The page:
K-State Mentoring Fellowships
This award has been suspended until further notice.
The K-State Mentoring Fellowships for tenure-track faculty in the sciences and engineering were originally established in 1995 with a grant from the Alfred E. Sloan Foundation. They are now funded by the Office of the Provost. These fellowships were originally designed to help tenure-track women and minority scientists and engineers find mentors and develop their research programs to a level that attracts external funding. The fellowships are now open to all tenure-track assistant professors in the sciences and engineering.
Below you will find the request for proposals, application procedures, criteria for selection, closing dates, and evaluation forms for both the fall and spring competitions.
Request for Proposals for the K-State Mentoring Program for Tenure-Track Faculty in the Sciences and Engineering
K-State seeks to assist new tenure-track professors in the basic sciences, applied sciences, and engineering disciplines work with mentors to learn how to obtain significant external funding. The K-State mentoring program will support up to five mentees per year at approximately $6,000 each. Typically, four awards are made in the spring competition and one award is made in the fall competition of each year.
The fall competition is open only to new tenure-track assistant professors in the sciences and engineering appointed at K-State since January 1 of the current calendar year. The funds provided for the Fall award are to be used during the current academic year.
The spring competition is open to all tenure-track assistant professors in the sciences and engineering. The Spring awards will be provided for the next academic year. Eligibility for both the fall and spring competitions is limited to those who have not yet received significant external funding.
The goal of the mentoring award is to provide tenure track assistant professors with mentors who can assist awardees in developing research proposals that could attract the external funding usually necessary for achieving tenure in their respective fields. Mentors may be internal at K-State or external at other institutions. The award monies can be used for such things as personnel, attendance at short courses, meetings that enhance professional development and other research-related, travel, seed money for research, equipment if justifiable, or other possible research-related uses.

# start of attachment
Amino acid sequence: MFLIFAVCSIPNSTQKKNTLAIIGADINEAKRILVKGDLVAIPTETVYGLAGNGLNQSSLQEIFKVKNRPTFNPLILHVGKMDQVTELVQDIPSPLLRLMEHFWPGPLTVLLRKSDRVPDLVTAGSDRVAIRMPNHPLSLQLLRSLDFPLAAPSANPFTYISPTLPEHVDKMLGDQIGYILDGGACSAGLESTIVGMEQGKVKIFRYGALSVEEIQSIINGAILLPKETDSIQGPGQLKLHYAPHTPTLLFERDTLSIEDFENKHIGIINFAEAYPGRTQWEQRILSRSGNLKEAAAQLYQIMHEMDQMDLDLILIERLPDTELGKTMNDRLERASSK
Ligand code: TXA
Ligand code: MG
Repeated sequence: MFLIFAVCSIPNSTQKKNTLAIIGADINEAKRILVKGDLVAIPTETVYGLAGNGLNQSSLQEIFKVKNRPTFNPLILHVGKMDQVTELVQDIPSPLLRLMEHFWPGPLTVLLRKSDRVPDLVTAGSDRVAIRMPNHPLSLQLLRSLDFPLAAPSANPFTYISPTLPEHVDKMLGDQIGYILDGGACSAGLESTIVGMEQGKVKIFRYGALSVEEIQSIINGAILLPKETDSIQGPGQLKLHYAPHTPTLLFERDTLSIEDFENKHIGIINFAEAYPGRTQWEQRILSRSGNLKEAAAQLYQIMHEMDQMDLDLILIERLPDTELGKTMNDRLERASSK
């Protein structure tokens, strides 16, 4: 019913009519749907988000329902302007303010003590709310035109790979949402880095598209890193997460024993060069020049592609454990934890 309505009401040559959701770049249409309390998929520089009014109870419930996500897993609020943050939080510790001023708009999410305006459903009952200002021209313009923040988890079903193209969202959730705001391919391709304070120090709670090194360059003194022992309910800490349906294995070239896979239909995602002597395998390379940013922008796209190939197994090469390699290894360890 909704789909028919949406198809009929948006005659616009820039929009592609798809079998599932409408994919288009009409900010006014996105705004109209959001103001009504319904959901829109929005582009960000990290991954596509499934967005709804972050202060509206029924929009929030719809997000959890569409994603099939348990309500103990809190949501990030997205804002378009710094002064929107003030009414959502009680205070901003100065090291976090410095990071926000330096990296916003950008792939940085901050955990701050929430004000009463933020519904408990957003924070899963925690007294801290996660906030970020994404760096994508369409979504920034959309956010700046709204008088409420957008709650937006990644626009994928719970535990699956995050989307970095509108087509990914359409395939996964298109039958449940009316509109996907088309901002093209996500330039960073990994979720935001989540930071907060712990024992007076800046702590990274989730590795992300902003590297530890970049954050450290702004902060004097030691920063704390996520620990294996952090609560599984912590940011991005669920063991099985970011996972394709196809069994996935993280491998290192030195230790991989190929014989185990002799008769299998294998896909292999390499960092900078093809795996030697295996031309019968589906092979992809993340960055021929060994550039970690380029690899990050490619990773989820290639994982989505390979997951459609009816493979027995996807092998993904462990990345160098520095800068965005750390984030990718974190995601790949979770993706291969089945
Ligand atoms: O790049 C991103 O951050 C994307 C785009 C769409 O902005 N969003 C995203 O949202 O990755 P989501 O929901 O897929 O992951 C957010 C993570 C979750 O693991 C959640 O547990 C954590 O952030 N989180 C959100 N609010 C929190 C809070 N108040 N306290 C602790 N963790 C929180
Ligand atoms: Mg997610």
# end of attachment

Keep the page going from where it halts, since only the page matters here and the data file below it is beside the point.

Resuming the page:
Each award recipient is required to submit a report to the Provost’s Office, 108 Anderson Hall, toward the end of the academic year that describes the results of the progress achieved as a result of the fellowship. Individuals who are awarded fellowships graduate from the program upon receipt of substantial external funding. If a fellowship recipient does not receive extramural funding during the year of the award, a request for renewal for a subsequent year may be submitted, but it is important for applicants to show both progress in their research and attempts to obtain extramural funding to be considered for a renewal.
- A project description (not to exceed two pages). The project description should be informative and understandable to a scientifically literate, but nonspecialist, reader. The two-page description should include:
- A detailed budget for the project and budget justification.
- Description of importance of the project to the professional development of the applicant.
- A list of previous, current, and pending research support, including the amount of your start-up package at K-State. For all funding, please include the name of the funding agency, names of other principal investigators, amount of support, start and end dates. Also include this same information about proposals and fellowships applied for, but not funded.
- A description of the extent of the applicant’s involvement in obtaining previous and/or current funding and in carrying out any previously and/or currently funded research projects.
- A detailed description of the role of the mentor and the proposed interactions between the mentor and mentee. Specifically, how is the mentor going to contribute to the project, beyond simply serving as a departmental mentor?
- Two-page curriculum vitae from both the mentor and mentee.
- Detailed letter of commitment from the mentor.
- Scientific merit of a research project in a basic science, applied science or engineering discipline
- Importance of the project and specific budget request to the professional development of the applicant
- Appropriateness and design of the mentor/mentee collaboration
- Potential for attracting external support